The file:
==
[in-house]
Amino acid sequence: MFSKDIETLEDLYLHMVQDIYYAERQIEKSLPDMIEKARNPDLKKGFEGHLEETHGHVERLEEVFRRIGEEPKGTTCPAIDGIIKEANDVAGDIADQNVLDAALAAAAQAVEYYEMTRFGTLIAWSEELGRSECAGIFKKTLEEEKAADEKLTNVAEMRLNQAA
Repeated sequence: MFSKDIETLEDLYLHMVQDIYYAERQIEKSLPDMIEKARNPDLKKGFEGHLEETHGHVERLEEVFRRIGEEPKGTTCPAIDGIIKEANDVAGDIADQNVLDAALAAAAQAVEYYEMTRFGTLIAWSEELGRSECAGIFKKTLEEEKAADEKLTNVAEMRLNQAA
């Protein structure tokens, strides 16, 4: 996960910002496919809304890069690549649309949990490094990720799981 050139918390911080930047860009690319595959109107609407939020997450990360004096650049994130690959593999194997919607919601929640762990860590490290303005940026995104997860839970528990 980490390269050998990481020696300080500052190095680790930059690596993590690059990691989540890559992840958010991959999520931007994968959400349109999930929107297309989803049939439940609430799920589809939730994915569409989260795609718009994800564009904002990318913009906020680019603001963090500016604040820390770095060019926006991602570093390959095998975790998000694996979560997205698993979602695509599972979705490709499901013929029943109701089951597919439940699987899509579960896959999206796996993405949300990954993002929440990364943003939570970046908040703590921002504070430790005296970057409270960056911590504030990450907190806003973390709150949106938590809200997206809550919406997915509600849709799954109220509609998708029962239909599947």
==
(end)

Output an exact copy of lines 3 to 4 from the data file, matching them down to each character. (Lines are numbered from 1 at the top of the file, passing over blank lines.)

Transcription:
Repeated sequence: MFSKDIETLEDLYLHMVQDIYYAERQIEKSLPDMIEKARNPDLKKGFEGHLEETHGHVERLEEVFRRIGEEPKGTTCPAIDGIIKEANDVAGDIADQNVLDAALAAAAQAVEYYEMTRFGTLIAWSEELGRSECAGIFKKTLEEEKAADEKLTNVAEMRLNQAA
């Protein structure tokens, strides 16, 4: 996960910002496919809304890069690549649309949990490094990720799981 050139918390911080930047860009690319595959109107609407939020997450990360004096650049994130690959593999194997919607919601929640762990860590490290303005940026995104997860839970528990 980490390269050998990481020696300080500052190095680790930059690596993590690059990691989540890559992840958010991959999520931007994968959400349109999930929107297309989803049939439940609430799920589809939730994915569409989260795609718009994800564009904002990318913009906020680019603001963090500016604040820390770095060019926006991602570093390959095998975790998000694996979560997205698993979602695509599972979705490709499901013929029943109701089951597919439940699987899509579960896959999206796996993405949300990954993002929440990364943003939570970046908040703590921002504070430790005296970057409270960056911590504030990450907190806003973390709150949106938590809200997206809550919406997915509600849709799954109220509609998708029962239909599947």